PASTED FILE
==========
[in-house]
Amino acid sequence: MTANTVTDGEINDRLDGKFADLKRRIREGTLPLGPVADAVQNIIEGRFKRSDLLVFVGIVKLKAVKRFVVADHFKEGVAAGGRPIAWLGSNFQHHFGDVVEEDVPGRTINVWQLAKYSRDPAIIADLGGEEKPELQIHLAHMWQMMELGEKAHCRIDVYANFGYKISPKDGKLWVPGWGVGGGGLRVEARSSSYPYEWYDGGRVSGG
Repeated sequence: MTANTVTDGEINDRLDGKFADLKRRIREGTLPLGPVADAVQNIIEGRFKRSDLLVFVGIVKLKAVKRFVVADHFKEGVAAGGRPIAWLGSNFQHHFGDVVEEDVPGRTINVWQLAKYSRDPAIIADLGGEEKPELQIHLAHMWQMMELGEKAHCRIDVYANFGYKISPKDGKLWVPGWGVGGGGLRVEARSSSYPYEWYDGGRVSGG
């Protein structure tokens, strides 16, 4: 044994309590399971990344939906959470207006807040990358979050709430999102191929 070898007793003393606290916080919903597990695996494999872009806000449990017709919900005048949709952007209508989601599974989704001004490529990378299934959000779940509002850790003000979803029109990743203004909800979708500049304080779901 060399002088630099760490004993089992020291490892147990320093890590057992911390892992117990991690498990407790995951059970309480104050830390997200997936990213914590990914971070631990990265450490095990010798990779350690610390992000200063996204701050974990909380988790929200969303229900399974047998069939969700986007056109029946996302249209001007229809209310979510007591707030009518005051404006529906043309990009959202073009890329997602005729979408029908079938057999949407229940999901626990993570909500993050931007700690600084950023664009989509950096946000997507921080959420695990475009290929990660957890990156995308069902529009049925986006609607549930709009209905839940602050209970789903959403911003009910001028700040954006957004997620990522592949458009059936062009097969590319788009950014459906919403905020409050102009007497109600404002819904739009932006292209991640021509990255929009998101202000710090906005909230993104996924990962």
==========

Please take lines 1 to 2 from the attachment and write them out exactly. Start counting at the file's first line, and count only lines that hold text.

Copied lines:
[in-house]
Amino acid sequence: MTANTVTDGEINDRLDGKFADLKRRIREGTLPLGPVADAVQNIIEGRFKRSDLLVFVGIVKLKAVKRFVVADHFKEGVAAGGRPIAWLGSNFQHHFGDVVEEDVPGRTINVWQLAKYSRDPAIIADLGGEEKPELQIHLAHMWQMMELGEKAHCRIDVYANFGYKISPKDGKLWVPGWGVGGGGLRVEARSSSYPYEWYDGGRVSGG